Influence of higher order need strength and job characteristics on job performance.

DSpace/Manakin Repository

Show simple item record Blignaut, C.J.H. Raubenheimer, I. van W. 2009-07-28T10:10:08Z 2009-07-28T10:10:08Z 1975
dc.identifier.citation 1(2), 1-14. en
dc.description.abstract Contemporary theories of work motivation are classified according to (1) those based on the underlying assumption that all individuals posses higher level need, are capable of satisfying and will indeed satisfy such needs provided the job situation incorporates the conditions or characteristics that make satisfaction possible and (2) those theories suggesting that an individual may or may not be motivated by certain job characteristics depending on whether he in fact has specific (higher level) needs to be fulfilled and whether he views the job situation as conductive to need satisfaction. 126 Subjects employed by a chemical industry took part in an experiment designed to test the basic assumptions underlying the aforementioned theories. Data relating to higher order need satisfaction, the psychological value of job content and job performance served as input to a 2X2 factorial analysis. Results indicate that only the psychological value of job content represented a significant source of variation (p is smaller as ,01) - a finding which favours category (1) theories to a large extent. No significant interaction between the latter source of variation and higher order need satisfaction could be found. en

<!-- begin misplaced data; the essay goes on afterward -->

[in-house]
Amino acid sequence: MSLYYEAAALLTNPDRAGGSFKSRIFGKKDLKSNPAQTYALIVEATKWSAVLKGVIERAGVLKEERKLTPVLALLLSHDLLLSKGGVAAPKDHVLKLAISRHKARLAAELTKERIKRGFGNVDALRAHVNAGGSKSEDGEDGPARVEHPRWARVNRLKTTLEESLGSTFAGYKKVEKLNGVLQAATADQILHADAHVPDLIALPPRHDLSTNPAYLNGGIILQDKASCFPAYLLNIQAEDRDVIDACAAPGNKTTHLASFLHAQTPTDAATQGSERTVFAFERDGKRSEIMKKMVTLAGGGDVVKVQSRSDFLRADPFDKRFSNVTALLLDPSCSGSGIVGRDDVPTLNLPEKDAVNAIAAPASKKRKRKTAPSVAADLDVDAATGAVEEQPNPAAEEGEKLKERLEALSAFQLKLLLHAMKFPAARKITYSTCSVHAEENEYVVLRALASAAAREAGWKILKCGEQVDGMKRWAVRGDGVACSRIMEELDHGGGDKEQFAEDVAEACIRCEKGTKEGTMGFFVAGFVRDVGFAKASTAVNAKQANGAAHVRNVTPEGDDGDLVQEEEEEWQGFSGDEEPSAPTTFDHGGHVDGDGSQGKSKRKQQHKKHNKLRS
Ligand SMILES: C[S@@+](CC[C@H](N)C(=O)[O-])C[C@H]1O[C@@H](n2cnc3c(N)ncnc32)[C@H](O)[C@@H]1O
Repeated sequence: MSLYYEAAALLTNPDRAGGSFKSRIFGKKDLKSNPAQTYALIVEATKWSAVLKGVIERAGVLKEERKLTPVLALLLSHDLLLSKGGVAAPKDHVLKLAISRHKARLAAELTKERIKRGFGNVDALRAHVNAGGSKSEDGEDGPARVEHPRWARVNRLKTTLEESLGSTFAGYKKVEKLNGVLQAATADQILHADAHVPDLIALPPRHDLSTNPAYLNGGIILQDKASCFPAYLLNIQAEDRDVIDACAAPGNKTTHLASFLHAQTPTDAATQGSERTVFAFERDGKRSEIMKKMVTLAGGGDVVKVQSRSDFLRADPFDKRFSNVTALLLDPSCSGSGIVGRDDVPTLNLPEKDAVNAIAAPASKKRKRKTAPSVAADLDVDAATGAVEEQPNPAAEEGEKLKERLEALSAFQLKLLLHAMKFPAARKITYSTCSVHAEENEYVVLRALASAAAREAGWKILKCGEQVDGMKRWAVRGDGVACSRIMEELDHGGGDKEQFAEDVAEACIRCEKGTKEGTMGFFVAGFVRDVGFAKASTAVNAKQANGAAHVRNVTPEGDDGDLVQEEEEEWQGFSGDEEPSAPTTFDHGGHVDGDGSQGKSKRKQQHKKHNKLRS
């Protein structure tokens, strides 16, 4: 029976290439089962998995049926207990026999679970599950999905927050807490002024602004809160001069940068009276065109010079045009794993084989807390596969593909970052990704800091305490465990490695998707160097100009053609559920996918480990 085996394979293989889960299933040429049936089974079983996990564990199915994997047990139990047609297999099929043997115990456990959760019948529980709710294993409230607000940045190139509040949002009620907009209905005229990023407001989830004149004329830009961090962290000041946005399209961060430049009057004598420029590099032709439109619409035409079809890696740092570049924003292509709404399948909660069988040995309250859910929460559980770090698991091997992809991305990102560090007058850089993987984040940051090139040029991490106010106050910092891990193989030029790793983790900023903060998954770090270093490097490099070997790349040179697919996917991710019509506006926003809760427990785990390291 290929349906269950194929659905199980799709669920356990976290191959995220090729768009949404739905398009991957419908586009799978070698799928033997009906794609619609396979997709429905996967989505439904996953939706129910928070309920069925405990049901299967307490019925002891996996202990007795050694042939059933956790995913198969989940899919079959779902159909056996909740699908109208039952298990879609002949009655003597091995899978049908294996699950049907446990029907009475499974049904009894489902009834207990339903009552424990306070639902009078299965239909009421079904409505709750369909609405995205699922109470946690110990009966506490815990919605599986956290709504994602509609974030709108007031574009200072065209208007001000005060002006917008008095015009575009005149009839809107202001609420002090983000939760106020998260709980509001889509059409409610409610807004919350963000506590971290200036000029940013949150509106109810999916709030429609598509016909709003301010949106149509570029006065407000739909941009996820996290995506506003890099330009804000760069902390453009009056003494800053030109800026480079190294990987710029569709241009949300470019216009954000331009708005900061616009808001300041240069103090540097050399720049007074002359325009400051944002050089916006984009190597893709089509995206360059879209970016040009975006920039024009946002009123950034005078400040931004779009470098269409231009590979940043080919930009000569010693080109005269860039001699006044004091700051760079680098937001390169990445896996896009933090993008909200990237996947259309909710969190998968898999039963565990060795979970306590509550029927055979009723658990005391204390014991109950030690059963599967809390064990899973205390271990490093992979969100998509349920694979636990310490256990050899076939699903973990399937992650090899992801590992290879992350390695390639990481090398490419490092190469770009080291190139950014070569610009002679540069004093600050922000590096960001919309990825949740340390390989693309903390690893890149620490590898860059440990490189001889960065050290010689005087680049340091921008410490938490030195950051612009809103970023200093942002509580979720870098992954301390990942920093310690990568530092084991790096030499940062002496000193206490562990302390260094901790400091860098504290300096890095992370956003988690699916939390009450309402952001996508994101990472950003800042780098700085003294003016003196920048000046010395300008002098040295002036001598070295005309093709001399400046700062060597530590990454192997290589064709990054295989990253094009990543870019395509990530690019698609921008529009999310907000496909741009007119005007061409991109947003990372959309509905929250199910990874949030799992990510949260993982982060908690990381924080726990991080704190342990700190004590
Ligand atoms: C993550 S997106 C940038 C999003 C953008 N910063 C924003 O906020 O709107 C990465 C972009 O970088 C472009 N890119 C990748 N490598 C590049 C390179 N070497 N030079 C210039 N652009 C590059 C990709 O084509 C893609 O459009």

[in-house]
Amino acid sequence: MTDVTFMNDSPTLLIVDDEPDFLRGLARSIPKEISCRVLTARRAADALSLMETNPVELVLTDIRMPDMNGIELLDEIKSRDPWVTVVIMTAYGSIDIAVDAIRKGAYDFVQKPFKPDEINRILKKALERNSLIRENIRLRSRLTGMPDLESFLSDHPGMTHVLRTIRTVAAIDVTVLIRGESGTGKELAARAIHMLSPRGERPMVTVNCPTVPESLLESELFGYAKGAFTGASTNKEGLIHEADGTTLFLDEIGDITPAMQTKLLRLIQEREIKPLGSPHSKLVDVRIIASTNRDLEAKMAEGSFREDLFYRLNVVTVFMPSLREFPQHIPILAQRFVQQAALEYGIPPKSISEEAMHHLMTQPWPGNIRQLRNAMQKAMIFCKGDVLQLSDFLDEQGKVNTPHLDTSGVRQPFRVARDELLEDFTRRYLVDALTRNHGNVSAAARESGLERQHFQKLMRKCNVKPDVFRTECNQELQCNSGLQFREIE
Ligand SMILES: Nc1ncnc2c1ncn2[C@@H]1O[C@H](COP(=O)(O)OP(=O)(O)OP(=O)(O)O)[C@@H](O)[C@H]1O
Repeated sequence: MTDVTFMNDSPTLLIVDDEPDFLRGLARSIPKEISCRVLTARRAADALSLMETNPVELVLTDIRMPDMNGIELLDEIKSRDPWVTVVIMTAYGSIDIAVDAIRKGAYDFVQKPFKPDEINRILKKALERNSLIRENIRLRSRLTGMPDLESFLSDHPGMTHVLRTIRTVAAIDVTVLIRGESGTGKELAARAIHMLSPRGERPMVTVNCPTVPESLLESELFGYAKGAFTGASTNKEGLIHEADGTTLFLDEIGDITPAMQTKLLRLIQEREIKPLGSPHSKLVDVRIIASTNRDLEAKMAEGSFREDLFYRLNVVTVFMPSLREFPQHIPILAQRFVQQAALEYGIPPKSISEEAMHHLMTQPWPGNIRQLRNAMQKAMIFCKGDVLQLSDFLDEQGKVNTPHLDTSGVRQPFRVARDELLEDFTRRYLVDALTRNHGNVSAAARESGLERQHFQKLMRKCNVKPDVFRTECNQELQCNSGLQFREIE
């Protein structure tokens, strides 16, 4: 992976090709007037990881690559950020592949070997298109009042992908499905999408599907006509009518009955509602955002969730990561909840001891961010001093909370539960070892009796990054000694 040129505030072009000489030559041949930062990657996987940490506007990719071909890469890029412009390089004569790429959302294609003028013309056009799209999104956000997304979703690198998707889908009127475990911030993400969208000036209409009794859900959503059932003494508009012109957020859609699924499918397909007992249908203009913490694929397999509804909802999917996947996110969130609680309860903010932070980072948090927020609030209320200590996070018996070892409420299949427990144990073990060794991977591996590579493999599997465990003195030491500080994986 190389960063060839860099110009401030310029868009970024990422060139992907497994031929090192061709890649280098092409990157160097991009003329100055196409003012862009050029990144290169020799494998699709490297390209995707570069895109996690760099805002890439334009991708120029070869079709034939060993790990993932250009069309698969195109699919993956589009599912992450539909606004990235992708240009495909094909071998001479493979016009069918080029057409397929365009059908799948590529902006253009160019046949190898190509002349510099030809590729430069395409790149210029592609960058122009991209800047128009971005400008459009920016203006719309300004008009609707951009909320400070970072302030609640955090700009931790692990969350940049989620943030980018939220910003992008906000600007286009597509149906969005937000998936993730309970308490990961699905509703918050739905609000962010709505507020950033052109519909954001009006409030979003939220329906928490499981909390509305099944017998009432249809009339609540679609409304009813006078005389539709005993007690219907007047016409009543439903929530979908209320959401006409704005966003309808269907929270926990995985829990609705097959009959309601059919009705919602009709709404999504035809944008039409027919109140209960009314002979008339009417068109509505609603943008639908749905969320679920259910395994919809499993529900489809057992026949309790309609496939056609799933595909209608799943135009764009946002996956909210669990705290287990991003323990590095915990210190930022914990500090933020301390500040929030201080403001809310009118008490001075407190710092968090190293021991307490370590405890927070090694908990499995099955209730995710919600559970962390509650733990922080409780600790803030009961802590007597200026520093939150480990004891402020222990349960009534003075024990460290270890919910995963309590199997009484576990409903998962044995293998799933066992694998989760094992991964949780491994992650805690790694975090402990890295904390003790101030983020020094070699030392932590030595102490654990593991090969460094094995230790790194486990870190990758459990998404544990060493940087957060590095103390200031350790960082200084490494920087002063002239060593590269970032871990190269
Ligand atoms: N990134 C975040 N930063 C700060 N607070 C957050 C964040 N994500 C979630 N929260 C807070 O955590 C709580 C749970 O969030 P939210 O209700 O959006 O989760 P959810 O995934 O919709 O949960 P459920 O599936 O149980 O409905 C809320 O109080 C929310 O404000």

dc.language.iso en en
dc.publisher Perspectives on Industrial Psychology: Journal of Industrial Psychology en
dc.rights Complies with the rights as specified by the publisher: & Copyright University of Johannesburg en
dc.subject Psychological value en
dc.subject Contemporary theories en
dc.subject Work motivation en
dc.subject Work satisfaction en
dc.title Influence of higher order need strength and job characteristics on job performance. en
dc.type Article en

Files in this item

This item appears in the following Collection(s)

  • Articles [261]
    Collection of Articles generated by the Department of Human Resource Management

Show simple item record

Search UJDigispace

Advanced Search


My Account